Copyright 2020 - The Remembrance Line, Frizbee & Steven Whittingstall | Privacy

Welcome & News - The Remembrance Line

Folkestone Harbour Railway Ltd

The Branch Railway

21 June 1836 Parliament passed a Private Act (6 Wm.IV., cap.75) incorporating the South Eastern and Dover Railway, which shortly afterwards changed its name to the South Eastern Railway.

28 June 1843 the South Eastern Railway was finished as far as a temporary station at Folkestone and on the 1st July the company operated a day trip to Boulogne for invited guests.

1st August 1843 the first scheduled rail/sea service started with local transport being offered between station and harbour.

October 1843 William Cubitt produced a report in English and French confirming the route of the Nord Railway from Amiens to Boulogne along the route that was subsequently constructed.

18 December 1843 the branch railway was opened for traffic as far as a coal jetty. It was constructed from the first permanent station to the east of the Foord Viaduct and logically named ‘’Folkstone’’ (without a middle ‘e’ and later Folkestone Junction). A plan of 1843 shows a new railway line with viaduct arches, possibly a swing bridge and also a new hotel.   Harbour House, Packet Office and coal store are shown but there is no indication of a station on this plan.
1 February 1844 Major General Pasley, the Railways Inspector presented his report to the Committee of Privy Council after visiting on 30th and 31st January 1844 for approval of the railway for freight use to the termination point of Cubitt's brick viaduct.   Either side of the viaduct were freight jetties constructed of wooden piers for use by carts and wagons.

1847 the first swing bridge linked the viaduct to the spit of recovered land and the first section of station and large warehouse were finished also foundations of a southeast facing pier were laid. The railway was and is unique in that it has only one station at the bottom of a 1325 yard double-track branch line, laid at a ruling gradient of 1 in 30.   Trains did operate from the platforms at Folkestone Junction to Folkestone Harbour but this depended on them heading straight into the sidings in order to reverse direction before descending the ‘hill’ to the harbour. The harbour jetty was the existing double track viaduct flanked on either side by wooden piers holding a single line.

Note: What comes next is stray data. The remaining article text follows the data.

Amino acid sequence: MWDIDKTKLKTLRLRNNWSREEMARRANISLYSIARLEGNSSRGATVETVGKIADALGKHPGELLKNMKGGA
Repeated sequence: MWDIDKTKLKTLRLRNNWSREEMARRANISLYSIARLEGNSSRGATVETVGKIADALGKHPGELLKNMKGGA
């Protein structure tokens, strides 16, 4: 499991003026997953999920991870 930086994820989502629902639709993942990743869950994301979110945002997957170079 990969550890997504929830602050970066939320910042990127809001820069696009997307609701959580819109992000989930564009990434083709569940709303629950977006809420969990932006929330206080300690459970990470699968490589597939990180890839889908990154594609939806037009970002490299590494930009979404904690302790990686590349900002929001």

1 January 1849, following The Nord Railway's completion to Boulogne in 1848 and the Board of Trade passing the Harbour Branch railway for passenger train use, the world’s first international fully integrated rail/sea/rail service commenced between London and Paris.

15 May 1855 the Great Gold Robbery took place on the London - Folkestone boat train and was only discovered when weighed in Paris. Various staff at Folkestone Harbour were implicated. One box and its lead weight contents still exist at the National Railway Museum.

1856 the Railway station and refreshment rooms were re-constructed and are shown on a plan of that year.

1893 the original swing bridge was replaced by a second structure which served for 37 years until international traffic had increased to a point when the harbour station had to be extended.   Rebuilding of the station commenced with the two platforms rebuilt around a tight curve to give access to a then timber pier. The first four sections of canopies were installed, an enclosed lattice footbridge joined the platforms and a second was constructed adjacent to the level crossing. The goods yard was expanded to a complete maze of tracks mirroring the station platforms with their tightly curved sidings.   Two signal boxes were built, one at each end of the station.

12 July 1904 The French Ambassador opened an extended station complex that included a Customs Hall, Refreshment Room, Cloakrooms, Lavatories and Ticket Office.

1905 a single wooden platform with flat canopy was erected alongside the ‘Up’ line, south of the existing station and physically separated from it by sidings emerging from the west. Later this became the north end of the first of three sections of Pier Platform that were completed on the Outer Pier and covered by a unique metal canopy constructed to protect the platforms and stabled trains from shingle washed over the harbour wall during high seas.